Skip to main content Skip to footer

An Interview with Felix Warneken, Ph.D.


Posted by Hannah Park on 2022-01-15

Interview with Dr. Felix Warneken 

Interview by Hannah Park 




Dr. Felix Warneken is an Associate Professor at the University of Michigan, Department of Psychology, and Principal Investigator at the Social Minds Lab. He received his PhD from the Max Plank Institute for Evolutionary Anthropology in Germany and has previously worked as an Associate Professor at Harvard University. His research interests focus on human social behavior and their origins, studying cross-cultural and cross-species comparisons to find the development of morality in humans. 


Hannah: Can you tell me about your research? 

Dr. Warneken: My research interests are in studying the origins of social behaviors in humans but also in primates to look at the evolution of behaviors, such as cooperative behaviors or morality, for example. So the idea is to approach this through these developmental methods but also through  comparative methods to compare humans with other animals to see what has deeper evolutionary roots and what’s unique to humans. 

Hannah: Why did you pursue a career in academia? 

Dr. Warneken: Basically, I chose to go to university to study psychology because you have quite some flexibility in what to do next. It’s a field where you could go into research, academia, or you could do something more applied. I wasn’t sure if I wanted to go in the clinical psychology direction, but then I was just really intrigued by the questions in developmental psychology and the exploration to discover new things. There are always new questions and answers, and that is what has always been the most fascinating to me. 

Hannah: What is the most difficult aspect of your job? 

Dr. Warneken: Well, I think this is true for most jobs, but the time - there is always too many things to do in too little time. I think that’s really the most challenging thing. 

As a faculty member, the challenging thing is that we have to do so many different kinds of things at the same time. We have to teach, do administrative tasks, supervise students, run our own studies, write, get money, submit grant proposals, and a lot of other things in the scientific community, such as reviewing papers, working as a journal editor, organizing meetings and conferences, and so forth. There are just so many things happening at the same time, and all of them are urgent. There is always some deadline that needs to be met, so that’s the challenging part. It’s just a lot to do in radically different things at the same time, especially during the semester. 

UMURJ emphasizes the importance of highlighting multiple perspectives and fields of research. How important is it to collaborate with other fields and disciplines, especially in developmental psychology? 

Because psychology is so broad, there is a lot of interdisciplinary collaboration within psychology that is happening. Someone who is more trained in social psychology with adults typically versus someone who studies children do very different kinds of things on one level, but those disciplines meet in other ways. You realize that you’re actually addressing similar questions, but they are approached by different kinds of methods and assumptions. Because of that, I would say interdisciplinary studies and collaboration between people with different views are really important.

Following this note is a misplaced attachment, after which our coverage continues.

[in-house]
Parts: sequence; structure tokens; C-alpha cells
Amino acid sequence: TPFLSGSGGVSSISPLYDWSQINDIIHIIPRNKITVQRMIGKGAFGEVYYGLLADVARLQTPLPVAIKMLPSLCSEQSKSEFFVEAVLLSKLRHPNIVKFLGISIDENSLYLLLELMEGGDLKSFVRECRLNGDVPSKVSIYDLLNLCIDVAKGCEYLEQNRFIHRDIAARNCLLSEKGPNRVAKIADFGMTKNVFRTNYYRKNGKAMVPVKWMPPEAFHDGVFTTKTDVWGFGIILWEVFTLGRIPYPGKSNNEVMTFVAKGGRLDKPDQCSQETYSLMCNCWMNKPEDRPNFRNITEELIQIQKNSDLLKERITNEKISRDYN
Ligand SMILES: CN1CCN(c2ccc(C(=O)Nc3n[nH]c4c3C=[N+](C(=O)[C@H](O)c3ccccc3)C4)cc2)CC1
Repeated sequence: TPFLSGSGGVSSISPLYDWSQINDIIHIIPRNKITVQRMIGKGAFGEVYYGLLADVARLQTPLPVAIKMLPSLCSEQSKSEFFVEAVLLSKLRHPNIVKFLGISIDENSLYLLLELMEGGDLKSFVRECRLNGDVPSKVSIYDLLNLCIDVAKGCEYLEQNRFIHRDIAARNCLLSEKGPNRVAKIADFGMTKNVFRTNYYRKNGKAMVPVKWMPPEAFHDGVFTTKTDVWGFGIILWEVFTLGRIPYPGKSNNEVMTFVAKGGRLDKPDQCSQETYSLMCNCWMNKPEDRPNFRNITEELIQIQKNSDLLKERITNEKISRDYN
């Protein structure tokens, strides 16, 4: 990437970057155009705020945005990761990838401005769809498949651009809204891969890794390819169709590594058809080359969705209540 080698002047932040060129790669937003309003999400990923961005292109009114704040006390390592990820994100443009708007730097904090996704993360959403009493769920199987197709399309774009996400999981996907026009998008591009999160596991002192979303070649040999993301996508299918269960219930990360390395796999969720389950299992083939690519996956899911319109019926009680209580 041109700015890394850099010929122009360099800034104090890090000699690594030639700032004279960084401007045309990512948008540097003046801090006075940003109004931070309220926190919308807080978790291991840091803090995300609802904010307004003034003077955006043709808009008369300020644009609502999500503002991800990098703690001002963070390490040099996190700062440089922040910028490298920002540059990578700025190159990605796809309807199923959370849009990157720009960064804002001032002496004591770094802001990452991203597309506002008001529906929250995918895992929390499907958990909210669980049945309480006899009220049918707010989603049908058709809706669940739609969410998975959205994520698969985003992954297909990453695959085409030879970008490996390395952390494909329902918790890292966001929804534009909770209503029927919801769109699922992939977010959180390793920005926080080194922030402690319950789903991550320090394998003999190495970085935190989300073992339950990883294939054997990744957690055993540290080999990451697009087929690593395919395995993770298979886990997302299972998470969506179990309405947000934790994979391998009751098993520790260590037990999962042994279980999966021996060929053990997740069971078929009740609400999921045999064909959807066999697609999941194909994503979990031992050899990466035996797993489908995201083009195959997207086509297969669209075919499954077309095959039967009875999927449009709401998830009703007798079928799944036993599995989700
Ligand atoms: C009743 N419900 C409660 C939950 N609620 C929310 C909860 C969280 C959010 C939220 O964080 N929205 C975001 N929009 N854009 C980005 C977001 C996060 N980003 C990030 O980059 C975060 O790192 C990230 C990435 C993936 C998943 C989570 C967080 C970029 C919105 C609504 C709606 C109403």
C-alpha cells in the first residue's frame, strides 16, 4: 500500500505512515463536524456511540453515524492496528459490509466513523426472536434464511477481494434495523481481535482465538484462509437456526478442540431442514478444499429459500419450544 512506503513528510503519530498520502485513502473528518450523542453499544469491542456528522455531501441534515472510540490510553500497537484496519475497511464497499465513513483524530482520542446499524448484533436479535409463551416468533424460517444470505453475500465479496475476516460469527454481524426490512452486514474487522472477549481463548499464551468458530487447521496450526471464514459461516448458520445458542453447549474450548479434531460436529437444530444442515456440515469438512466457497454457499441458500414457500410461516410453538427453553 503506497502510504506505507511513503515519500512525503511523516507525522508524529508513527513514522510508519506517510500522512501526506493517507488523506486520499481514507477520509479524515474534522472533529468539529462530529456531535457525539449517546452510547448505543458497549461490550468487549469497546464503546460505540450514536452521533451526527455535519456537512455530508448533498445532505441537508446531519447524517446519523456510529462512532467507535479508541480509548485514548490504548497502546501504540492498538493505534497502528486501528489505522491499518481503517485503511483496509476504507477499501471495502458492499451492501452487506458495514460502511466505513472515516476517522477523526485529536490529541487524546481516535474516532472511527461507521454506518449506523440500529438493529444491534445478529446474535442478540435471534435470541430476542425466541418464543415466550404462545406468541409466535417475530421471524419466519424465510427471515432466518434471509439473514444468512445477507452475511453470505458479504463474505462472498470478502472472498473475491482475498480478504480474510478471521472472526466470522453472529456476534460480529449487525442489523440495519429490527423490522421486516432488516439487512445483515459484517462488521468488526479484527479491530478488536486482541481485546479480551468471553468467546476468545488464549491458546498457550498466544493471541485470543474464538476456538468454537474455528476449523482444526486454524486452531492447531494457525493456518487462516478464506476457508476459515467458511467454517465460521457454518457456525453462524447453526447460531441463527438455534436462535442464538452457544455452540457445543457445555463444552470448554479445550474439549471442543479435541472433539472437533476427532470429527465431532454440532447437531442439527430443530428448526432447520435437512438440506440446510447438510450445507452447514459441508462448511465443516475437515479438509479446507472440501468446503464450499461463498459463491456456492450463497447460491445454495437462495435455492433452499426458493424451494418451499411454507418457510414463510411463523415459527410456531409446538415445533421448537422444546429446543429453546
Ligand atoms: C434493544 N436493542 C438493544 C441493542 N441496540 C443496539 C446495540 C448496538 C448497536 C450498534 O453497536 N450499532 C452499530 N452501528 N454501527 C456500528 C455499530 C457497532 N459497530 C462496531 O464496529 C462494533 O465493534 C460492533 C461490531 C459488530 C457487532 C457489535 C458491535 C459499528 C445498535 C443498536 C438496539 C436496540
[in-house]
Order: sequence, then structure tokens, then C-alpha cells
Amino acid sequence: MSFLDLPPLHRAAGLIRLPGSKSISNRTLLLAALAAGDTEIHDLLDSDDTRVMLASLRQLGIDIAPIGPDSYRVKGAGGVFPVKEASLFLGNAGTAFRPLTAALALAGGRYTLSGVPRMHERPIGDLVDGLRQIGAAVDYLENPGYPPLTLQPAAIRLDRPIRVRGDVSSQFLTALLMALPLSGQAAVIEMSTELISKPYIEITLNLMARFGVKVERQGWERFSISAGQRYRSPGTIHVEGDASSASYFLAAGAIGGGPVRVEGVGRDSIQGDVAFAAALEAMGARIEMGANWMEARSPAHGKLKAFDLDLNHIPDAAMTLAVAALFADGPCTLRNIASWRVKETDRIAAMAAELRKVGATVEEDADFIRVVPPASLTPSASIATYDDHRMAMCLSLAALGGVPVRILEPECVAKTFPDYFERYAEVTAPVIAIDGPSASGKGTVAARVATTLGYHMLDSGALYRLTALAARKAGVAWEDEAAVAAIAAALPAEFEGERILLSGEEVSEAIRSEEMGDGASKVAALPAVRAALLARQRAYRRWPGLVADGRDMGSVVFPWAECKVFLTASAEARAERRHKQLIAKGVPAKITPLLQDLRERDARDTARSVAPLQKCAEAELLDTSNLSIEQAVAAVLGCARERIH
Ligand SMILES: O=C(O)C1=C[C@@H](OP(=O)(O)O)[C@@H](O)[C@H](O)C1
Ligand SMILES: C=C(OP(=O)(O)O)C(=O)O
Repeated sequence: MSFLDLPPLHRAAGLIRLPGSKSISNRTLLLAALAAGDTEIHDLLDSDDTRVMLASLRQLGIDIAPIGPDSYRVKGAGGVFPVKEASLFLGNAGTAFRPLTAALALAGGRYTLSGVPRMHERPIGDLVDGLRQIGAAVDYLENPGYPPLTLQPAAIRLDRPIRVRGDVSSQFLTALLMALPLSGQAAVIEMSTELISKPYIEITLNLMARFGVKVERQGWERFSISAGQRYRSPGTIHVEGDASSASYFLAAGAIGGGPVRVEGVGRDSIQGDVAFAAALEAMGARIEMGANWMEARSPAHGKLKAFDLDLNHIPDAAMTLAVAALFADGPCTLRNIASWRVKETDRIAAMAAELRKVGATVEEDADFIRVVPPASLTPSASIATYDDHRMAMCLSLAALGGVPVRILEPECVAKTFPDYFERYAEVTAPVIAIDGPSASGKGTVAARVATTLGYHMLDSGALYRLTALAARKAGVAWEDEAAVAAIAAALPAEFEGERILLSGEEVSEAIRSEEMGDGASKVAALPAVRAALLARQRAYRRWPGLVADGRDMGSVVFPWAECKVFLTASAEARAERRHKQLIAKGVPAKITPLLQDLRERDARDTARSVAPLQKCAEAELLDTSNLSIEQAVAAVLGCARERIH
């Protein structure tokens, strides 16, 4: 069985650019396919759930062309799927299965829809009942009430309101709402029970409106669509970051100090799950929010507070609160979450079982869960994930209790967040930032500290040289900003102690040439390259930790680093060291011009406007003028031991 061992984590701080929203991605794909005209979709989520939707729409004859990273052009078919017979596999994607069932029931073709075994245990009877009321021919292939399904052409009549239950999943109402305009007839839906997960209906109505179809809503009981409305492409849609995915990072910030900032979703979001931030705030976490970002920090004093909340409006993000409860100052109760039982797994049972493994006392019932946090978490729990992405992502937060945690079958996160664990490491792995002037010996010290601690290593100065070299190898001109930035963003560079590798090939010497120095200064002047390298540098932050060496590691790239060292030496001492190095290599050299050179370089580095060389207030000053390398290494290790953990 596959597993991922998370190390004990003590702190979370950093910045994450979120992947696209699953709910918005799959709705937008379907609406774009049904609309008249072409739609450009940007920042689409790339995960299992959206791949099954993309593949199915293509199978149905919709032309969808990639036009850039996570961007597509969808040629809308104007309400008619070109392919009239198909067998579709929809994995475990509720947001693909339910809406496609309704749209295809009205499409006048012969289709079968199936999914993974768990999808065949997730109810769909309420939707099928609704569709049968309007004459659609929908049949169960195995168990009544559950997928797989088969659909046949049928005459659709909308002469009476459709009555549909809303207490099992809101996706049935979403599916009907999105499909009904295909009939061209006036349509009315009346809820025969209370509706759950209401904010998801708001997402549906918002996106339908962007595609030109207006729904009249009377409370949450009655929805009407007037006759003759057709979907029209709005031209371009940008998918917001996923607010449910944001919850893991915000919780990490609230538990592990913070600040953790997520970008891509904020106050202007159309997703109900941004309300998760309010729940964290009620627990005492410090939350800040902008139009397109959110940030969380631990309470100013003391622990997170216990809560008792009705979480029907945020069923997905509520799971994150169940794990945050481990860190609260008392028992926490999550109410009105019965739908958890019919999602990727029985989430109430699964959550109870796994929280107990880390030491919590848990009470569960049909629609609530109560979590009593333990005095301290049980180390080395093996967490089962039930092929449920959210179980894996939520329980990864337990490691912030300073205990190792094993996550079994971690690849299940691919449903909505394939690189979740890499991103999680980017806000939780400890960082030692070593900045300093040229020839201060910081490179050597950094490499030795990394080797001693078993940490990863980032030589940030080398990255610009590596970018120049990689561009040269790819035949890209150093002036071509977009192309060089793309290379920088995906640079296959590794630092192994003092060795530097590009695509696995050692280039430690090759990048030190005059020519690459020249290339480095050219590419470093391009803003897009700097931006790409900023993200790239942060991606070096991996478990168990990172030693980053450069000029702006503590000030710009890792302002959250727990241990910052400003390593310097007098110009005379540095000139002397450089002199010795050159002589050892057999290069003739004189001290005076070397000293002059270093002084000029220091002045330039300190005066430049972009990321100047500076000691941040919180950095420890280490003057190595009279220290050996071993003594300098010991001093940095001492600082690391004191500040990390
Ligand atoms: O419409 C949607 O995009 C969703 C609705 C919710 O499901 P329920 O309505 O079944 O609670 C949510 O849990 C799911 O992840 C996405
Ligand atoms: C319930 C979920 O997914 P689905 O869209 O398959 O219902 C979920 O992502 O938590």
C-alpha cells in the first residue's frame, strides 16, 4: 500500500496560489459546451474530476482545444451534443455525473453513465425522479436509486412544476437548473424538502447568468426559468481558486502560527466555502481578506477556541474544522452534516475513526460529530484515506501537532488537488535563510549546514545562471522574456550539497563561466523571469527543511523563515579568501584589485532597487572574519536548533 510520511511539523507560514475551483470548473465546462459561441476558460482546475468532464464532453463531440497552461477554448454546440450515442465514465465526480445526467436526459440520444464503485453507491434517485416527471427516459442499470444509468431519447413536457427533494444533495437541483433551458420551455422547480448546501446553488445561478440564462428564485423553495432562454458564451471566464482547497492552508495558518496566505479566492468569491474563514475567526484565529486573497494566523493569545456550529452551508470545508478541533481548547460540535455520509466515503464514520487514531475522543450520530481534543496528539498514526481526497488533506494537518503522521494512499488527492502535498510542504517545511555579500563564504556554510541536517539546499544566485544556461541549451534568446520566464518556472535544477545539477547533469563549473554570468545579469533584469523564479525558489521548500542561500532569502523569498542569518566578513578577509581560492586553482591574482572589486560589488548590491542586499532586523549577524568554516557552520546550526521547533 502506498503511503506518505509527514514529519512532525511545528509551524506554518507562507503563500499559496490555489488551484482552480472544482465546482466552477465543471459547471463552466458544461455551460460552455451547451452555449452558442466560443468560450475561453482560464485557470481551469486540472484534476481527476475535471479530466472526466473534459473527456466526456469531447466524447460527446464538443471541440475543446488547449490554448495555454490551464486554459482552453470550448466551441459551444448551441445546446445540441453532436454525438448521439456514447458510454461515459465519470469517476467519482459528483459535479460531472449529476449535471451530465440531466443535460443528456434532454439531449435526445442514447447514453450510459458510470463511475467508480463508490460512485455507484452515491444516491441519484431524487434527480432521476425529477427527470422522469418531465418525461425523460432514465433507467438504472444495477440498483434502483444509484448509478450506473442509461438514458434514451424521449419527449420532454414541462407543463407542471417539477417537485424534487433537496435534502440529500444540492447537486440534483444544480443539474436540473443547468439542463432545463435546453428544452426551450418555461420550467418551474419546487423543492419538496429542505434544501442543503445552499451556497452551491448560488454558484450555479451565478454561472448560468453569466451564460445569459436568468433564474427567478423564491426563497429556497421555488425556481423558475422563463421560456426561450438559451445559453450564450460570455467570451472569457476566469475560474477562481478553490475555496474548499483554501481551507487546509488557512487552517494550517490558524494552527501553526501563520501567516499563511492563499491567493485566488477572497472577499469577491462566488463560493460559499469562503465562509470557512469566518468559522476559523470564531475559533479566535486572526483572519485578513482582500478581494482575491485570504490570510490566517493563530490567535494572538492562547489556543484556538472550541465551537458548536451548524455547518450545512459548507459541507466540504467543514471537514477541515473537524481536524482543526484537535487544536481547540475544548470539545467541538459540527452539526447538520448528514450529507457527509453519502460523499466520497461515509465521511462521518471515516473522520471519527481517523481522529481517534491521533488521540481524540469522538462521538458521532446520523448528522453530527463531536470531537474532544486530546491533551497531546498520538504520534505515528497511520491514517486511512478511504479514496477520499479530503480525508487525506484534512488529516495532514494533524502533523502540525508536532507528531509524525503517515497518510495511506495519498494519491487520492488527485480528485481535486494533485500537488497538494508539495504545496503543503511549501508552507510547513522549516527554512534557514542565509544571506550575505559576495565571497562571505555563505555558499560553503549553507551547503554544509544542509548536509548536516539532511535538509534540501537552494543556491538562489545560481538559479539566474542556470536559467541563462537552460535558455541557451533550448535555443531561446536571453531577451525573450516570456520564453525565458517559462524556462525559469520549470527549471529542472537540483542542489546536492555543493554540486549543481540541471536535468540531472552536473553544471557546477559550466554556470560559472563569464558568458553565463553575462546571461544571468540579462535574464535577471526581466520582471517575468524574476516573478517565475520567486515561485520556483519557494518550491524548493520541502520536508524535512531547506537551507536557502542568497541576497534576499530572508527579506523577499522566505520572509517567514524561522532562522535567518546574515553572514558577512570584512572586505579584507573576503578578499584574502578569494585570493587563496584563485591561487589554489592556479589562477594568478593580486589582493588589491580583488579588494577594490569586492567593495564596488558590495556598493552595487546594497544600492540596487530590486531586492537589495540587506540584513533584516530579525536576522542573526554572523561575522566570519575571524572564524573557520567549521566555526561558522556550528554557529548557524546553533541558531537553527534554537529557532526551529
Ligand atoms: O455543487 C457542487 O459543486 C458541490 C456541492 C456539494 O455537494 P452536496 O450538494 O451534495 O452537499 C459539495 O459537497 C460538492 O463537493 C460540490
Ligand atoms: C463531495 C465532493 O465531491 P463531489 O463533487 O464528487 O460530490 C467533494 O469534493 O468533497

Hannah: But sometimes, this can become really difficult because these studies are all happening within the same larger field. 

Dr. Warneken: I think collaboration ultimately, though, is really important because you learn something about how other disciplines or sub disciplines approach something, but even more than that, you learn how you yourself approach something, like the assumptions we make within your own sub discipline, such as something like experimental developmental psychology. You realize that, for example, economists think about similar behavior really differently, or anthropologists, or even social psychologists, all think about things differently, so I have to be able to explain myself and my field to these people. It makes you realize that, “Oh, this is a blindspot for others, but it’s just something we assume in the field.” It can help you even realize that, “Maybe we shouldn’t have certain assumptions,” or that “This is assumed by us but not by other people,” and so you have to be able to explain the decisions you make and the foundation for those decisions. 

For example, many people will say that studies in developmental psychology are artificial. That they do not reflect the real world. And I would say, “Well, yeah, they’re artificial on purpose. We want to look at basic mechanisms and strip away other factors, like everyday thoughts, assumptions, and biases, as much as possible. We want to look at the core features. Even then, it’s still related to the real world because our studies find mechanisms that mirror a certain phenomenon found in the real world.”